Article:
Son of QC jailed for five years over part in £108m fraud

Rupert Neate Wealth correspondent
The fake eco-investment scheme used two companies registered in the British Virgin Islands. Photograph: Anegada/Getty Images/iStockphoto

The son of a judge was jailed on Friday for his part in a £108m fraud scheme of “astonishing greed” targeting the super-rich and famous people’s desire to help the environment and avert climate change.

Jonathan Anwyl, an Oxford and Eton-educated son of a retired crown court judge, helped run a scheme of “utter dishonesty, sophisticated planning and astonishing greed hidden behind a mask of concern for the environment”, Mr Justice Edis said during sentencing at Southwark crown court.

Six men were sentenced for devising fake eco-investment schemes as tax breaks for wealthy investors, including comedians, sports stars and relatives of politicians.

Investors’ money was actually pumped through offshore trusts into the fraudsters’ secret bank accounts and used to fund their lavish lifestyles, including luxury homes, jewellery, holidays and a £250,000 bathroom extension.

Edis said he was quite certain that the fraudsters were motivated by “a desire to become extremely rich”.

“You played with high stakes and lost,” he said. “It was bare-faced dishonesty and you did everything to inflict loss on the public, the people who pay their taxes, who were also victims.”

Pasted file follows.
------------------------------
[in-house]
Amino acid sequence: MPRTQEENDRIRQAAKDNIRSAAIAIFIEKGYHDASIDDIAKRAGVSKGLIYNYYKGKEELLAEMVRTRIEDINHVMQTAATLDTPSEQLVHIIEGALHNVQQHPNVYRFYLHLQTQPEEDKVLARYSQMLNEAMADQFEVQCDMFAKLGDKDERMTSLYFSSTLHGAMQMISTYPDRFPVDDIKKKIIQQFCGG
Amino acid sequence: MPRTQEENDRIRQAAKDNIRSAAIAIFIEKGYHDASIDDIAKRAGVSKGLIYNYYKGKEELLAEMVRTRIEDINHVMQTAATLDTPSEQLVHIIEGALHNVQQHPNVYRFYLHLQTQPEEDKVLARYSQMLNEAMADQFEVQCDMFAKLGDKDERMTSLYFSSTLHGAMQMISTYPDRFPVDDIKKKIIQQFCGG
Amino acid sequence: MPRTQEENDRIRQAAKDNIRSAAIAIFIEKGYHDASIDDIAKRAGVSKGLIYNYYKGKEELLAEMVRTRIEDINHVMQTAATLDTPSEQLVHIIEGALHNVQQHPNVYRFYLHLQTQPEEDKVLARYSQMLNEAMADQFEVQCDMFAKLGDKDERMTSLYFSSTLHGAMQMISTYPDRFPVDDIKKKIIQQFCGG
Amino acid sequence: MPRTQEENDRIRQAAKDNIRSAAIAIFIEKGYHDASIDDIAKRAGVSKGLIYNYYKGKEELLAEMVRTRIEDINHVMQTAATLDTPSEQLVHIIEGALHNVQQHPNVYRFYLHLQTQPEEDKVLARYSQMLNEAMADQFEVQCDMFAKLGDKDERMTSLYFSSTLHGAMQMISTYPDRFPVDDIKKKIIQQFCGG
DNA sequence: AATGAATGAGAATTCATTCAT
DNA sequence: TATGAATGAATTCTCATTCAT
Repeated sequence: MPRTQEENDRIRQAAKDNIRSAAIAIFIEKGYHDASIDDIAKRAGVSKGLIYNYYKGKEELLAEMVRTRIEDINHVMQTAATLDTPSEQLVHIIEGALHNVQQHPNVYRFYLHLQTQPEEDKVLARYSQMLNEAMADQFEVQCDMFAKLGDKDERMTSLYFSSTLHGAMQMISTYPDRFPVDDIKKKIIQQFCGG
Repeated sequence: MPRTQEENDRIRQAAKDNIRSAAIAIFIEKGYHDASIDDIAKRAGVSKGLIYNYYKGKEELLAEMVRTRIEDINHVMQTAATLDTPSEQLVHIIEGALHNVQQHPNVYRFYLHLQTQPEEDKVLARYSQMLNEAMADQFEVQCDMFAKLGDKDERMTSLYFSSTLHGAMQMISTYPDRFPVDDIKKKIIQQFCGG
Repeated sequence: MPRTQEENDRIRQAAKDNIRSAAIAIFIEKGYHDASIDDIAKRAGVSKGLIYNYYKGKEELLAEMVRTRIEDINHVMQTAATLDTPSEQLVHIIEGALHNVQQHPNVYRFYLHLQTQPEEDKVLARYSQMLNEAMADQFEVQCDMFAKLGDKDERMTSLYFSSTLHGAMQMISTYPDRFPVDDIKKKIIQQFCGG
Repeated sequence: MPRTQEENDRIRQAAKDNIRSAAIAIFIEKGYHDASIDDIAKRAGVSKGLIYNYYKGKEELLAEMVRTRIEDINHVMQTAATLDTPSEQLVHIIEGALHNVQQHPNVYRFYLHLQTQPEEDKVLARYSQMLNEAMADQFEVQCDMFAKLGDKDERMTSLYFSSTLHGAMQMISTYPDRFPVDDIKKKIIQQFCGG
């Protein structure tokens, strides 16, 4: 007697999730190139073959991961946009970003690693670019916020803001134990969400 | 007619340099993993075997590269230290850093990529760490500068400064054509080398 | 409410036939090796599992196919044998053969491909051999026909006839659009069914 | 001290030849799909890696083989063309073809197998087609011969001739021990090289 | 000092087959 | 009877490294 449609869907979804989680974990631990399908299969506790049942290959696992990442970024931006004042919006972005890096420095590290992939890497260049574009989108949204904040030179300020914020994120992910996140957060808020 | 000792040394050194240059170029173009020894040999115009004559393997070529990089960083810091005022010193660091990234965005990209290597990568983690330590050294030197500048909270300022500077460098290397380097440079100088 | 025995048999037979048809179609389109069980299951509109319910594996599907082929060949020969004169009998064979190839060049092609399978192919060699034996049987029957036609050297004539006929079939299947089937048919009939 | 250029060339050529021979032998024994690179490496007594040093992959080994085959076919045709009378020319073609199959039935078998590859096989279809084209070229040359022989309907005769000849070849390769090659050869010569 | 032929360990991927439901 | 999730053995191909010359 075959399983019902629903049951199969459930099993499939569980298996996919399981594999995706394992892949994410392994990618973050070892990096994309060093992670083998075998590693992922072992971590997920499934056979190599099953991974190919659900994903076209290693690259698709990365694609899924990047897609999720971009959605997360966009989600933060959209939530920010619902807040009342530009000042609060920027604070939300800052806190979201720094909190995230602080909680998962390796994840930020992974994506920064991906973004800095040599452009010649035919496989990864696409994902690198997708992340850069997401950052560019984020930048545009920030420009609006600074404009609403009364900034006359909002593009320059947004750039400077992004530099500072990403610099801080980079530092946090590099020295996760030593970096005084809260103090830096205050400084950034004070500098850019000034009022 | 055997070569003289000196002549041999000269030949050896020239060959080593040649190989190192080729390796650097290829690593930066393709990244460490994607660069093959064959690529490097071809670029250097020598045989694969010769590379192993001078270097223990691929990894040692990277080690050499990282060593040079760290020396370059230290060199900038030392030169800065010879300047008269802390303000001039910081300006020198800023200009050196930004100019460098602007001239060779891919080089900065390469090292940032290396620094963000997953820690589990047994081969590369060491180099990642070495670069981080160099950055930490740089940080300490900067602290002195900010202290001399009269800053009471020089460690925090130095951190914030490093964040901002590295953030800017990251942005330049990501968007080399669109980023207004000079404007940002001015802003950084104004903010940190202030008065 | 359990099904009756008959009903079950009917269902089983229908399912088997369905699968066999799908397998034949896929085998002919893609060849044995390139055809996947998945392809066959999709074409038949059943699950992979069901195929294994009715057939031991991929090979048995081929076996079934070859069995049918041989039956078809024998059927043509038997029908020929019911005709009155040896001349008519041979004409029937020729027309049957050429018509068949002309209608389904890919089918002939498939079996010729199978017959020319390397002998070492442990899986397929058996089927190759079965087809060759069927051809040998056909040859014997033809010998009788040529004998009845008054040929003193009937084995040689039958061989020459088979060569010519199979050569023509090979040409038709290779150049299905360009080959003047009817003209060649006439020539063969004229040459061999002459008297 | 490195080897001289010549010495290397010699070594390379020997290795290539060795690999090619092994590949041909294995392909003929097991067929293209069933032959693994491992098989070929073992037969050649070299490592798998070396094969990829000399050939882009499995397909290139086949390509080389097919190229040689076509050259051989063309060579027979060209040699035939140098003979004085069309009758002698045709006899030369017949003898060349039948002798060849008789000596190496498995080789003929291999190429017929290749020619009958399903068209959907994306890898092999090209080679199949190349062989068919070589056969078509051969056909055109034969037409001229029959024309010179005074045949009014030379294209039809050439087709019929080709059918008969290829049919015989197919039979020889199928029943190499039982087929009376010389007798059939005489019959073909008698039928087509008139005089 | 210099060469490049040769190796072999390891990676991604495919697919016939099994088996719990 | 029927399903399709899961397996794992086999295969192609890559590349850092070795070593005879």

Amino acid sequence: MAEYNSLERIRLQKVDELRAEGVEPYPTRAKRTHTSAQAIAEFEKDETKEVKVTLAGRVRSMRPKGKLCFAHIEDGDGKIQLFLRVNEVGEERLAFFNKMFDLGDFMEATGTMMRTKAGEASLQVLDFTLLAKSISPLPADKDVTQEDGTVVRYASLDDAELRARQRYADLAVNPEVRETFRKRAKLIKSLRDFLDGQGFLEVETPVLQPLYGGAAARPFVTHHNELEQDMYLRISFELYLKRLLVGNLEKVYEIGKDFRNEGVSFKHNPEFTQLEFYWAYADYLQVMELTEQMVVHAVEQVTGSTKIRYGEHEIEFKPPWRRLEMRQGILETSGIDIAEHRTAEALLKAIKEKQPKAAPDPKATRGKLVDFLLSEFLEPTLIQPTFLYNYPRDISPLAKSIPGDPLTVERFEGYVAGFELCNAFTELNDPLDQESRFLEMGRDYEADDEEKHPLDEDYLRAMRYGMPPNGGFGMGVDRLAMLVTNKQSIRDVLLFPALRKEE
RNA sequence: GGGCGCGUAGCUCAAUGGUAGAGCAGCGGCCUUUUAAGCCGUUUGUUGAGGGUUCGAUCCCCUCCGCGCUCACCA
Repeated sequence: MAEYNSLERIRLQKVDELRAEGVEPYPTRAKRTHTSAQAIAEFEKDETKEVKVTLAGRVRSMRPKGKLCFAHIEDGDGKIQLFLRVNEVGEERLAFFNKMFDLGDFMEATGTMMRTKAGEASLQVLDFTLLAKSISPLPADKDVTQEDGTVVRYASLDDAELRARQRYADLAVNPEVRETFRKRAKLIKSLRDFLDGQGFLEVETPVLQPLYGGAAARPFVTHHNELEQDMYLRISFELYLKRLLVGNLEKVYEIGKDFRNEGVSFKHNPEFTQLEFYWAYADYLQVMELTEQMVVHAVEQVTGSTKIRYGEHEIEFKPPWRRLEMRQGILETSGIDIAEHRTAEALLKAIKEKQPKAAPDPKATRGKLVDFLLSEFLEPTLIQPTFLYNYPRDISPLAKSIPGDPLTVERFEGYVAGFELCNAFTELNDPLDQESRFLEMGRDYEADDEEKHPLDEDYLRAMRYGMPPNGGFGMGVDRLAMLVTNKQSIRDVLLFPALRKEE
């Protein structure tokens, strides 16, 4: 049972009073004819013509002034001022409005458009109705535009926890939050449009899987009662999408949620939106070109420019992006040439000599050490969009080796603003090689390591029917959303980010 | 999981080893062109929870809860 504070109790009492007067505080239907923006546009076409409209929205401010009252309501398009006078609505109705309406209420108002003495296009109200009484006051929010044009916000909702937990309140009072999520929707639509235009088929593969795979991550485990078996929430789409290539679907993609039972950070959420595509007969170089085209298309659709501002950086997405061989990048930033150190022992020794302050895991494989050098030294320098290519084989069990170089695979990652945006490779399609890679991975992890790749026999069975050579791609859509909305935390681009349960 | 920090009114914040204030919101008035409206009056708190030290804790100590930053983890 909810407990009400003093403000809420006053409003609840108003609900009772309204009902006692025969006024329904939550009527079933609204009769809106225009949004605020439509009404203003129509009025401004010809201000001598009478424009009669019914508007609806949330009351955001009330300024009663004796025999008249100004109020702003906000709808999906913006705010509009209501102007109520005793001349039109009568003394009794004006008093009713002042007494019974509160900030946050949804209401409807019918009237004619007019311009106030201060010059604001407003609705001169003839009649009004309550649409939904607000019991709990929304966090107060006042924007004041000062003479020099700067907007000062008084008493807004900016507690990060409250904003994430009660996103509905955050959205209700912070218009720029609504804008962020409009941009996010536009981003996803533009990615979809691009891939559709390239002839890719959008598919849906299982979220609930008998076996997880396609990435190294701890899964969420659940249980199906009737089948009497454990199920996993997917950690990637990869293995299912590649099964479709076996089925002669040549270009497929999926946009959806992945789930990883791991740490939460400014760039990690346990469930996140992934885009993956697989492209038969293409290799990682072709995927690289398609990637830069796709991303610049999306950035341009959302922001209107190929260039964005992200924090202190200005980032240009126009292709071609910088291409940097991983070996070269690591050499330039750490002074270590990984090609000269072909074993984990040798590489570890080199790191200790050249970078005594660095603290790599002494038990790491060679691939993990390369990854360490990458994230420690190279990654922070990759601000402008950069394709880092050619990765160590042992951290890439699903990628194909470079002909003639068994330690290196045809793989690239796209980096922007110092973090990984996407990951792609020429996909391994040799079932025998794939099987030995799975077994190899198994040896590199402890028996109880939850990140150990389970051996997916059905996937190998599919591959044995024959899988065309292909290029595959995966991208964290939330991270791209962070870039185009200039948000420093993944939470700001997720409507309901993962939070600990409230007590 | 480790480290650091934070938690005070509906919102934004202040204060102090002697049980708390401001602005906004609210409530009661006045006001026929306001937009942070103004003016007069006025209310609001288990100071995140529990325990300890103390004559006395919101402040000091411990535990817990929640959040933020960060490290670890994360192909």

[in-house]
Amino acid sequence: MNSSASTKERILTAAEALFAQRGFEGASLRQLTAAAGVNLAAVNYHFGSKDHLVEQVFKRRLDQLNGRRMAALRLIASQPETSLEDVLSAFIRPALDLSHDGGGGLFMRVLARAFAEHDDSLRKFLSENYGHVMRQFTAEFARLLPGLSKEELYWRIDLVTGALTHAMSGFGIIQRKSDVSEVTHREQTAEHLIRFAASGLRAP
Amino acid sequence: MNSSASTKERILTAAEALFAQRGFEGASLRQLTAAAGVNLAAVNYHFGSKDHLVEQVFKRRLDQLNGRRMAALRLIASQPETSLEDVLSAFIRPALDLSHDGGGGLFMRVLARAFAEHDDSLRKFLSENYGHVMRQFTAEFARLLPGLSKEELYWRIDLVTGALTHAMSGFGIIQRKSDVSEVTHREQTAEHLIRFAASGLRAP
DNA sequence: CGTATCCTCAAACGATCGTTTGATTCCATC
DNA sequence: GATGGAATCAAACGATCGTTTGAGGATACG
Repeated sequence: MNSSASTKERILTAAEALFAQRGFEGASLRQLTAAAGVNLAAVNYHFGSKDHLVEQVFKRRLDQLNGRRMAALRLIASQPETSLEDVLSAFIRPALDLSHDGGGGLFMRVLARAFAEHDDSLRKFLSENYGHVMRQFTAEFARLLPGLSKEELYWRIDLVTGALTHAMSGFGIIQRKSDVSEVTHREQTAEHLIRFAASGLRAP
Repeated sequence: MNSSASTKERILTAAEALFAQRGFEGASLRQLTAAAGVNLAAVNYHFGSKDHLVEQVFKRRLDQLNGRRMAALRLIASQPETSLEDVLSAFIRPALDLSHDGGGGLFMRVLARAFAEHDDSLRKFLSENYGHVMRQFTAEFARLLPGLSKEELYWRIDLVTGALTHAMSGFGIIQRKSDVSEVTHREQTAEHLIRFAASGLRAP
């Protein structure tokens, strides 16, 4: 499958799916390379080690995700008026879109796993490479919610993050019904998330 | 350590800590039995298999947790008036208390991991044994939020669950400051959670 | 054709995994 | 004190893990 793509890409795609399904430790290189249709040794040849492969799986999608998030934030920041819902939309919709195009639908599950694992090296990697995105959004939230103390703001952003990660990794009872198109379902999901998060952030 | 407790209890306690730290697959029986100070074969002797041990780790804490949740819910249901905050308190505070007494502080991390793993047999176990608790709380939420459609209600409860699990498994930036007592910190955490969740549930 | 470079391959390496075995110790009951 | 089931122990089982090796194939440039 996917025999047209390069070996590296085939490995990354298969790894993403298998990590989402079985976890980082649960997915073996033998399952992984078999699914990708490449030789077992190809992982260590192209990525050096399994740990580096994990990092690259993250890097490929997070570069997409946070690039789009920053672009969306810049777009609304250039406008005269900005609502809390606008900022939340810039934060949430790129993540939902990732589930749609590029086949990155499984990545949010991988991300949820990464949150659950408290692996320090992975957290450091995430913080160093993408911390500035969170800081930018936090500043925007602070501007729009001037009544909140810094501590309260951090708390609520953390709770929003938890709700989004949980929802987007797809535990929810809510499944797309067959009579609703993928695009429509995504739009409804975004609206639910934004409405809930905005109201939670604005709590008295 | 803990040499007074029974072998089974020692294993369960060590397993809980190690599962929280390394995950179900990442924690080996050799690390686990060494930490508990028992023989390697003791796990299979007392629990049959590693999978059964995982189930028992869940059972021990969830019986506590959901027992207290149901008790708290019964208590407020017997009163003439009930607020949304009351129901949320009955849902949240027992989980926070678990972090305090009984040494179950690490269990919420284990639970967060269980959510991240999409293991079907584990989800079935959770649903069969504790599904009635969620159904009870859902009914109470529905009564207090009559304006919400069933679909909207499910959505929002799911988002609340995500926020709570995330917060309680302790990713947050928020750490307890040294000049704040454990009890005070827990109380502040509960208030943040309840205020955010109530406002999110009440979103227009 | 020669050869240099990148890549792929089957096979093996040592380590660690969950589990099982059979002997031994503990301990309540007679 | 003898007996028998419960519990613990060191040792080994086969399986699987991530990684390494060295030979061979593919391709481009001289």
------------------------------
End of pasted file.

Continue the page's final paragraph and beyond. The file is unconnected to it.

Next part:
Anwyl, 44, used some of his £1.6m proceeds from the fraud to buy a house in Sydney. A management consultant, Anwyl was a pupil at Dulwich College prep school and Eton College school before going to Oxford University. His mother Shirley Anwyl QC was a circuit judge for 13 years and resident judge at Woolwich crown court until her retirement in 2008.

Anwyl was found guilty of conspiracy to cheat the public revenue and jailed for five-and-a-half years.

He joined the scheme run by respected scientist Michael Richards, who used his reputation to convince rich people to invest, marketed it as an “attractive, ethical, green commercial enterprise with tax benefits to those who invested”.

“This was an investment scheme devised by very clever if not brilliant professional men who used their reputations to promote and advance it,” prosecutor Charles Miskin QC had told the jury.

The scheme used two companies registered in the British Virgin Islands and set up by Mossack Fonseca, the Panamanian law firm at the centre of the Panama Papers leak.

Richards, 55, who was described as a “fraudster to his core” was found guilty of conspiracy to cheat the public revenue and cheating the public revenue and sentenced to 11 years in jail.

The court heard that Richards had used his proceeds from the fraud to buy a home in Sussex, southern England, and a property in Dubai. He also spent £32,000 on a diamond engagement ring for his girlfriend from luxury jewellers Boodles.

Robert Gold, 49, and Rodney Whiston-Dew, 66, were found guilty of the same charges and also jailed for 11 and 10 years, respectively. Eudoros Demetriou, 77, a former senior executive at EMI and Warner Music, was also convicted of conspiracy to cheat the public revenue and sentenced to six years in jail. Malcolm Gold, 73, pleaded guilty to cheating the public revenue and was sentenced to 20 months in jail in January 2017.

Edis told the court that the complicated trial had been so long that one juror had conceived and given birth to a child between being sworn in and delivering the verdict.

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